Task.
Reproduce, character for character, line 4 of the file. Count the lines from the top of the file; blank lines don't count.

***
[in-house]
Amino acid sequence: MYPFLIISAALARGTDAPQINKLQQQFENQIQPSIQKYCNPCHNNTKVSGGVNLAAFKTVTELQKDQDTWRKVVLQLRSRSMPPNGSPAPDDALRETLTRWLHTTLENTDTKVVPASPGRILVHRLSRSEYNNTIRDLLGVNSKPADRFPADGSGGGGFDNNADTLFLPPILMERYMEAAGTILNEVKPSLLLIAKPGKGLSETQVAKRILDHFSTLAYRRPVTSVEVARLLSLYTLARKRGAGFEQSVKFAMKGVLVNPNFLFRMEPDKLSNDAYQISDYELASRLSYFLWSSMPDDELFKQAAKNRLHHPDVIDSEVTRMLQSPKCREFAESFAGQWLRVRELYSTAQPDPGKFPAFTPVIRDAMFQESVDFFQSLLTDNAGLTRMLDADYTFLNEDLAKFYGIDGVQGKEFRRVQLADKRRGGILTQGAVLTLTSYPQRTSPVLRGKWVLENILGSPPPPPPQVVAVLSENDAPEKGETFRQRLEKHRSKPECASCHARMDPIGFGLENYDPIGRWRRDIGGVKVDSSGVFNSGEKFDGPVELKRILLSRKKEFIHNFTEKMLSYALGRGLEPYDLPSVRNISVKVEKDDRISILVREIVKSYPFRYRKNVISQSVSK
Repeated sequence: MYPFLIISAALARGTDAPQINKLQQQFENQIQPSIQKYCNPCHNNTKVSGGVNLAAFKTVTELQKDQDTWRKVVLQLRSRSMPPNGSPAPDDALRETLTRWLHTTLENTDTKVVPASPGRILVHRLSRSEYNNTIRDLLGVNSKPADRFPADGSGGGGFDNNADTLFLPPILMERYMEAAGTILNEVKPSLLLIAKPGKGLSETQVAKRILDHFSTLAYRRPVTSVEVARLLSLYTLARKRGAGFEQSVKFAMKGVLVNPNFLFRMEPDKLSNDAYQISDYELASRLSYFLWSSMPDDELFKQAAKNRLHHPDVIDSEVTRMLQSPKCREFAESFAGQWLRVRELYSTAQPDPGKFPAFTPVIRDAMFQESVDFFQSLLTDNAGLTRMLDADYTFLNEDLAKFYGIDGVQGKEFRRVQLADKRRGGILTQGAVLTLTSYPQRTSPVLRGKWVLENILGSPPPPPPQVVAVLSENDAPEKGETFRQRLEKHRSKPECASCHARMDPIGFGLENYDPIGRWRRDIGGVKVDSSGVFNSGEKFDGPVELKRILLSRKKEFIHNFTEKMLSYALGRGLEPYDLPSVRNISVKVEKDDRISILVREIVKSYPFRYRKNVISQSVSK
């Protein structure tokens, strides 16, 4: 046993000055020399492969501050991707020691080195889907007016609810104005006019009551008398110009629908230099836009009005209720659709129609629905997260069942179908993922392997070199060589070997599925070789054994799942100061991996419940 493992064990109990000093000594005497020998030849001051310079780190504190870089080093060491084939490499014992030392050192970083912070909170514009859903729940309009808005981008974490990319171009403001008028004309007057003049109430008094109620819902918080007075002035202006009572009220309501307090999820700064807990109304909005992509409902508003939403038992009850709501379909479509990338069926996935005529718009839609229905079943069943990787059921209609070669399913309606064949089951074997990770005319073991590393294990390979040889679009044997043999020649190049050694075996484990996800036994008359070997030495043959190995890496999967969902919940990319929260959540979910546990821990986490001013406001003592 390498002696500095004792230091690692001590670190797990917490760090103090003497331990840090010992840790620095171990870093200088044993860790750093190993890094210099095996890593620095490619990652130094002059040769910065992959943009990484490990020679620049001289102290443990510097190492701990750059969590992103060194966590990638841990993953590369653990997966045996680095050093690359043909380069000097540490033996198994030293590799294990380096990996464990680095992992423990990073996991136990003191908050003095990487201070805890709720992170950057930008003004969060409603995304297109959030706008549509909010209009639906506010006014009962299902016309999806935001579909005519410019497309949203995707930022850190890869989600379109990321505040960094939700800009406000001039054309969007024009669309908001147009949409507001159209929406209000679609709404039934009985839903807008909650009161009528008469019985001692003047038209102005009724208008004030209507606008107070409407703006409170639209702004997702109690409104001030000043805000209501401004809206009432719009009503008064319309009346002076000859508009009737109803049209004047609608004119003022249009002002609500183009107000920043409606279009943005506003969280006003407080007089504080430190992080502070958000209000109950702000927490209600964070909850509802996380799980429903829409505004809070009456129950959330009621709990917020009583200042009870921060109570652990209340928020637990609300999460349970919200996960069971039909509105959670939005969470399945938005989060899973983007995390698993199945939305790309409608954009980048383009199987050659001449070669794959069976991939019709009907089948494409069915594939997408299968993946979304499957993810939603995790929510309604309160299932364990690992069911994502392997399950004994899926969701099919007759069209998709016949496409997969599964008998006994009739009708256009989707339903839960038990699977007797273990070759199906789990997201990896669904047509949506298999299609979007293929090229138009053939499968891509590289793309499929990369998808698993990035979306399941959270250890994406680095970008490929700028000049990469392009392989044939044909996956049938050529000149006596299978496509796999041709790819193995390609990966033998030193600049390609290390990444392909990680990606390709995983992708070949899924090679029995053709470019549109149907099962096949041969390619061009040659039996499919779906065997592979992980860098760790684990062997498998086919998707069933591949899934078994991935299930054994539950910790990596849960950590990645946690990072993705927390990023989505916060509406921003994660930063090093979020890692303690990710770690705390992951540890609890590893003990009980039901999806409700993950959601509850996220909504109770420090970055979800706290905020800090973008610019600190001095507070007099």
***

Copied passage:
């Protein structure tokens, strides 16, 4: 046993000055020399492969501050991707020691080195889907007016609810104005006019009551008398110009629908230099836009009005209720659709129609629905997260069942179908993922392997070199060589070997599925070789054994799942100061991996419940 493992064990109990000093000594005497020998030849001051310079780190504190870089080093060491084939490499014992030392050192970083912070909170514009859903729940309009808005981008974490990319171009403001008028004309007057003049109430008094109620819902918080007075002035202006009572009220309501307090999820700064807990109304909005992509409902508003939403038992009850709501379909479509990338069926996935005529718009839609229905079943069943990787059921209609070669399913309606064949089951074997990770005319073991590393294990390979040889679009044997043999020649190049050694075996484990996800036994008359070997030495043959190995890496999967969902919940990319929260959540979910546990821990986490001013406001003592 390498002696500095004792230091690692001590670190797990917490760090103090003497331990840090010992840790620095171990870093200088044993860790750093190993890094210099095996890593620095490619990652130094002059040769910065992959943009990484490990020679620049001289102290443990510097190492701990750059969590992103060194966590990638841990993953590369653990997966045996680095050093690359043909380069000097540490033996198994030293590799294990380096990996464990680095992992423990990073996991136990003191908050003095990487201070805890709720992170950057930008003004969060409603995304297109959030706008549509909010209009639906506010006014009962299902016309999806935001579909005519410019497309949203995707930022850190890869989600379109990321505040960094939700800009406000001039054309969007024009669309908001147009949409507001159209929406209000679609709404039934009985839903807008909650009161009528008469019985001692003047038209102005009724208008004030209507606008107070409407703006409170639209702004997702109690409104001030000043805000209501401004809206009432719009009503008064319309009346002076000859508009009737109803049209004047609608004119003022249009002002609500183009107000920043409606279009943005506003969280006003407080007089504080430190992080502070958000209000109950702000927490209600964070909850509802996380799980429903829409505004809070009456129950959330009621709990917020009583200042009870921060109570652990209340928020637990609300999460349970919200996960069971039909509105959670939005969470399945938005989060899973983007995390698993199945939305790309409608954009980048383009199987050659001449070669794959069976991939019709009907089948494409069915594939997408299968993946979304499957993810939603995790929510309604309160299932364990690992069911994502392997399950004994899926969701099919007759069209998709016949496409997969599964008998006994009739009708256009989707339903839960038990699977007797273990070759199906789990997201990896669904047509949506298999299609979007293929090229138009053939499968891509590289793309499929990369998808698993990035979306399941959270250890994406680095970008490929700028000049990469392009392989044939044909996956049938050529000149006596299978496509796999041709790819193995390609990966033998030193600049390609290390990444392909990680990606390709995983992708070949899924090679029995053709470019549109149907099962096949041969390619061009040659039996499919779906065997592979992980860098760790684990062997498998086919998707069933591949899934078994991935299930054994539950910790990596849960950590990645946690990072993705927390990023989505916060509406921003994660930063090093979020890692303690990710770690705390992951540890609890590893003990009980039901999806409700993950959601509850996220909504109770420090970055979800706290905020800090973008610019600190001095507070007099």